A script that worked
MARSHALL – Southwest Minnesota State University student Josh Johnson tends to stay away from writing comedic plays.
But one he submitted last year for an upcoming theater festival got him a spot in the finals.
Johnson’s play, “Man’s Best Friend” is one of six finalists for the 10-minute play category at the Region 5 Kennedy Center American College Theatre Festival, which starts Sunday in Lincoln, Neb. and runs through the week.
The last time SMSU had a finalist in the category was in 2009 with Eric Eichenlaub’s “Momentous.”
Johnson said he was writing a full-length play when “Man’s Best Friend” materialized.
“It started just as a warm-up exercise,” Johnson said about “Man’s Best Friend.” “It really had no intention of being anything. But when I went back and looked, I had a lot of pieces a good play should have.”
The play is about a man and his girlfriend, Johnson said, and they get into a fight. The girlfriend leaves, and the dog decides to give the man advice on their relationship. Johnson said the dog convinces the man to go after his girlfriend.
“It’s predominately a comedy,” Johnson said. Especially with a talking dog, he added.
“Man’s Best Friend” was part of SMSU theater’s annual playwriting festival last spring. Johnson said Haley Jacobsen portrayed the girlfriend, and Tony Falk played the man. Andy Kompelien was the dog, and Jessa Roberts played the cat.
“It was received alright,” he said. It wasn’t the best or the worst, he said, just a nice enjoyable play.
Johnson said he’s tried several times to make it to the finals at KCACTF.
“I’ve submitted for the last three or four years and never really gotten through,” Johnson said.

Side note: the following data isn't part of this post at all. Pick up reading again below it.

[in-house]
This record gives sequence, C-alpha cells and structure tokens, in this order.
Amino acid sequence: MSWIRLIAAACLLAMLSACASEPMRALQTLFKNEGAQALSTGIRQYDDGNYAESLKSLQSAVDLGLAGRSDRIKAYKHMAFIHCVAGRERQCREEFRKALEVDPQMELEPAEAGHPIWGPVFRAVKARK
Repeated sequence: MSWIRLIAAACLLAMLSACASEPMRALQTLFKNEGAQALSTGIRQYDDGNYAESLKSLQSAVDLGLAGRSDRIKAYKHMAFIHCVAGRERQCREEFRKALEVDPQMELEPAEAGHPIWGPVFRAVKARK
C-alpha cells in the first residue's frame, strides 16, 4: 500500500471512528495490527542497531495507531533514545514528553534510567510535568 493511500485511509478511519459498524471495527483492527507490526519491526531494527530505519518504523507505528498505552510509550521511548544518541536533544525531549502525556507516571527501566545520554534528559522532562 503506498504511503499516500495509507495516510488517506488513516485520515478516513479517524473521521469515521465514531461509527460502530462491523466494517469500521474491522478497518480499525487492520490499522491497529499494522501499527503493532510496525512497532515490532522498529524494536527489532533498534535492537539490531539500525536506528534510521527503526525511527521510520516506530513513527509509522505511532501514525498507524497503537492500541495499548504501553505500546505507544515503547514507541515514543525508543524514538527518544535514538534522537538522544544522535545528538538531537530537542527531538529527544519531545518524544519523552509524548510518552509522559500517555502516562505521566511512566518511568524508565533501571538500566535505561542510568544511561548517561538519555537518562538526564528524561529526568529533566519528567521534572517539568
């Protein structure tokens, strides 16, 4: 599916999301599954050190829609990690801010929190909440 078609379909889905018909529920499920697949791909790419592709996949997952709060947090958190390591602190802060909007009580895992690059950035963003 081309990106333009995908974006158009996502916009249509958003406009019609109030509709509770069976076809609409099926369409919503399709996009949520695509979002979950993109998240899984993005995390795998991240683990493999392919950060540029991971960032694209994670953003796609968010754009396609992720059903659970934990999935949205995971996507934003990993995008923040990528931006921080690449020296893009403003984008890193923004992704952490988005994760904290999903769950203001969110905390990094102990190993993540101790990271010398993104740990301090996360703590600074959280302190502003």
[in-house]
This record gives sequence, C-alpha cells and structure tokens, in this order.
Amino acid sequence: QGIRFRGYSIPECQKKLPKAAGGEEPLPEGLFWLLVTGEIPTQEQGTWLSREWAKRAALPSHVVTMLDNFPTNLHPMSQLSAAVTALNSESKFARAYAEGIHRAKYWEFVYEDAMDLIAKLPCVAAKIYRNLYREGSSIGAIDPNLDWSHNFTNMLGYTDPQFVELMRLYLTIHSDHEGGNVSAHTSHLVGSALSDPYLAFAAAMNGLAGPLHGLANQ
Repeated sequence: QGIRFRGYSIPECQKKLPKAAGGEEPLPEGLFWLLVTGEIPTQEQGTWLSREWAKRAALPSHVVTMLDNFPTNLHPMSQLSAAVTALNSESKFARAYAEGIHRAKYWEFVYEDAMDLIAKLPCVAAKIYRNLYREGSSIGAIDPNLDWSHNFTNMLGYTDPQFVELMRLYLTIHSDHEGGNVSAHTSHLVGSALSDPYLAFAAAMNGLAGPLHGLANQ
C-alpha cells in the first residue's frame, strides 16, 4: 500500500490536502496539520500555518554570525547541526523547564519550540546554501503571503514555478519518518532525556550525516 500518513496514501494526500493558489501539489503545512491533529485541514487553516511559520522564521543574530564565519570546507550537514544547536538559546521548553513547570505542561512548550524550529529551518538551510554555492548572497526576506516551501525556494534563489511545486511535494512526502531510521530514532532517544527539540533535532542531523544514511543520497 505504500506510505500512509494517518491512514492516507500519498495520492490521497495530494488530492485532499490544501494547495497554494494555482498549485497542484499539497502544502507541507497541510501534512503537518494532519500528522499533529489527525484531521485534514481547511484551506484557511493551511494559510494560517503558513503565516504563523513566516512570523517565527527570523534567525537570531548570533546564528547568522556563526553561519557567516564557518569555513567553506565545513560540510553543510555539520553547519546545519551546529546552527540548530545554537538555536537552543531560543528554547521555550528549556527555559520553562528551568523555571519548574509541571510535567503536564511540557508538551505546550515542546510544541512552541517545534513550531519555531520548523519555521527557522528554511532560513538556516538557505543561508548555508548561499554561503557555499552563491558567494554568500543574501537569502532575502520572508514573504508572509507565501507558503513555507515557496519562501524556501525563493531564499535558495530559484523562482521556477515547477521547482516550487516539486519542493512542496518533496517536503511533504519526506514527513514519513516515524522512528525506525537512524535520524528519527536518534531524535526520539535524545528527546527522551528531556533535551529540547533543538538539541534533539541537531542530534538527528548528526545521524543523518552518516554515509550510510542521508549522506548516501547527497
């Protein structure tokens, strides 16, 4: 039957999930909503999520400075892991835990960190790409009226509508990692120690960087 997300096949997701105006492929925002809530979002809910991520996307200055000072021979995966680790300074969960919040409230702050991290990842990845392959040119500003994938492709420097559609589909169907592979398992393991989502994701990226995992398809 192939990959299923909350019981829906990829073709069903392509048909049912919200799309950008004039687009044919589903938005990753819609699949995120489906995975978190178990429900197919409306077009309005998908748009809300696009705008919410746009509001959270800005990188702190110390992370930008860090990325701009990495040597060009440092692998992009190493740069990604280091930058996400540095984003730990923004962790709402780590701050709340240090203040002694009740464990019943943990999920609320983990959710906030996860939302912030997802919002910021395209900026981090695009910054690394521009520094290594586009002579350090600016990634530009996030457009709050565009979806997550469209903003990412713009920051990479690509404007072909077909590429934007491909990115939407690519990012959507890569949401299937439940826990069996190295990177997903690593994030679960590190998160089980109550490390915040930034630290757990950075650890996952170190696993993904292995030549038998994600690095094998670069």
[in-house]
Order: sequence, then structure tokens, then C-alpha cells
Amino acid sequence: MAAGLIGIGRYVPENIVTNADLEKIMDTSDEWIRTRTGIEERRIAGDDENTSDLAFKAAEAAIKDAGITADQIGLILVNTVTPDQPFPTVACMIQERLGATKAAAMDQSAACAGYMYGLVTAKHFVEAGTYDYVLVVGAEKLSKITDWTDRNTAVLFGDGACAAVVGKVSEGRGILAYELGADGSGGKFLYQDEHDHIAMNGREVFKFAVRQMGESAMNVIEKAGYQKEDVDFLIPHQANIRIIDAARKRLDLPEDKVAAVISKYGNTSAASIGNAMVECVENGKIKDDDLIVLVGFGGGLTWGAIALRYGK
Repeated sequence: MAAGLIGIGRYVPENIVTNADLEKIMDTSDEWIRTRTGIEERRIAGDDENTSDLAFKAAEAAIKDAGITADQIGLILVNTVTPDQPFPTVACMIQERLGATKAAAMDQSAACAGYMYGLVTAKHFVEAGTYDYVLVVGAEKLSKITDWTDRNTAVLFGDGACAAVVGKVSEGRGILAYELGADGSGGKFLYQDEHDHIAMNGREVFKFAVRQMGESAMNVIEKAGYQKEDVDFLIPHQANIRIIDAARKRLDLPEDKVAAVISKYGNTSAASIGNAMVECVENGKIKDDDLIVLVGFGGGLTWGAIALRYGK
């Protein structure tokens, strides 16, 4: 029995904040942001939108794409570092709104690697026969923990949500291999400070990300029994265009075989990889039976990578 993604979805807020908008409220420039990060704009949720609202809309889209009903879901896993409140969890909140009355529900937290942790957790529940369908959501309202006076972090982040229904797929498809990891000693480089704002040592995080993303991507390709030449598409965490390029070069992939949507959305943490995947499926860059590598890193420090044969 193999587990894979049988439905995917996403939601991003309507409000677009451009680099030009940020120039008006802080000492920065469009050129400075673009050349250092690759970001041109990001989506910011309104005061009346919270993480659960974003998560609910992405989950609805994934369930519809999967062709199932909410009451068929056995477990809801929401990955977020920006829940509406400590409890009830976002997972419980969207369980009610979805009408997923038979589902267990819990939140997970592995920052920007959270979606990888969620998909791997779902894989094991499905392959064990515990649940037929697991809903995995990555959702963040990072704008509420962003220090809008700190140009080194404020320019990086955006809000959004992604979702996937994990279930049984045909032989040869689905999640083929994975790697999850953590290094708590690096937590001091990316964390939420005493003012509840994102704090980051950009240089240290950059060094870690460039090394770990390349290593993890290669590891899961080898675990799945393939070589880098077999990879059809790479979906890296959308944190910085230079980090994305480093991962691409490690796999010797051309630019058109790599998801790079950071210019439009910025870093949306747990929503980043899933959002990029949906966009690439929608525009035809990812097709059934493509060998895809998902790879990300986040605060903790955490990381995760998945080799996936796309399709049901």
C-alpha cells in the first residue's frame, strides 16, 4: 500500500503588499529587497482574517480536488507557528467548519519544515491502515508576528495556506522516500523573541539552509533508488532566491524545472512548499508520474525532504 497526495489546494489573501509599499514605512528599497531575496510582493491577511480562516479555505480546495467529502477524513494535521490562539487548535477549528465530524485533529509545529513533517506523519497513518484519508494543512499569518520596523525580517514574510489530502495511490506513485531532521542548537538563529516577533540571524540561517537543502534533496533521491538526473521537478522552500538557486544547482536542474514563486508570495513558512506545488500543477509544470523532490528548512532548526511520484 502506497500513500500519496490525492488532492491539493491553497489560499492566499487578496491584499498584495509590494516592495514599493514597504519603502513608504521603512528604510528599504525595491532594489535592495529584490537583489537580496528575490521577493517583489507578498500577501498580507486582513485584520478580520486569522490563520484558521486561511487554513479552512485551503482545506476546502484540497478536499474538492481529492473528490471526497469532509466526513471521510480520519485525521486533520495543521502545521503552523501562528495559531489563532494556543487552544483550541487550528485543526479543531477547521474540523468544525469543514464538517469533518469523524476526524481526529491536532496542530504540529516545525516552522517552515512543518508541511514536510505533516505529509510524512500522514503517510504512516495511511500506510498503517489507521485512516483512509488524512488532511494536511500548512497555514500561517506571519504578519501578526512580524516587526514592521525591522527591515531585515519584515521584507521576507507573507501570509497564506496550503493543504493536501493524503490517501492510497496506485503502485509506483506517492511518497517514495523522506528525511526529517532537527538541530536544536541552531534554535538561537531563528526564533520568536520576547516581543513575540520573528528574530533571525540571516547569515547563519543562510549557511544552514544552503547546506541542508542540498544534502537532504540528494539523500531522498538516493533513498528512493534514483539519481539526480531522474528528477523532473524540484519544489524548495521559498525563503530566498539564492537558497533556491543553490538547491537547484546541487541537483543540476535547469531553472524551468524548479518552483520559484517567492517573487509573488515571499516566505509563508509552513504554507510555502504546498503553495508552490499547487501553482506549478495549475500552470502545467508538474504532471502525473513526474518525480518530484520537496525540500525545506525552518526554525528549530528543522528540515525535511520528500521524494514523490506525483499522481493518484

SMSU theater professor Nadine Schmidt said the plays are chosen from a panel of judges from outside of the school’s region.
“The judges receive ‘blind’ copies with no identifying information anywhere in the script,” Schmidt said. “The student submits a cover sheet separately with all their identifying information on it, and they submit a blind copy of their script.” The cover sheet and the script actually go to two separate email addresses, Schmidt said.
When a play becomes a finalist, a director is chosen from a different school, and a faculty adviser is selected from a different school as well. Johnson said auditions for the 10-minute plays are at the festival, and the cast is pulled from the people who try out. At the end of the week, there is a staged reading of each of the plays.
Johnson said he was surprised that “Man’s Best Friend” was selected, adding that “you’re always the hardest critic of your own stuff.”
“It is still nice to have this (opportunity) come my way,” Johnson said.
Johnson said he mainly writes dramas.
“I tend to write things with fantastical elements,” Johnson said. “I always felt comedy was difficult for me, I tend to avoid it.”
Schmidt said that SMSU hasn’t been able to offer a playwriting class in a while, so it’s great that Johnson was able to pursue his writing on his own and have his script selected for the festival.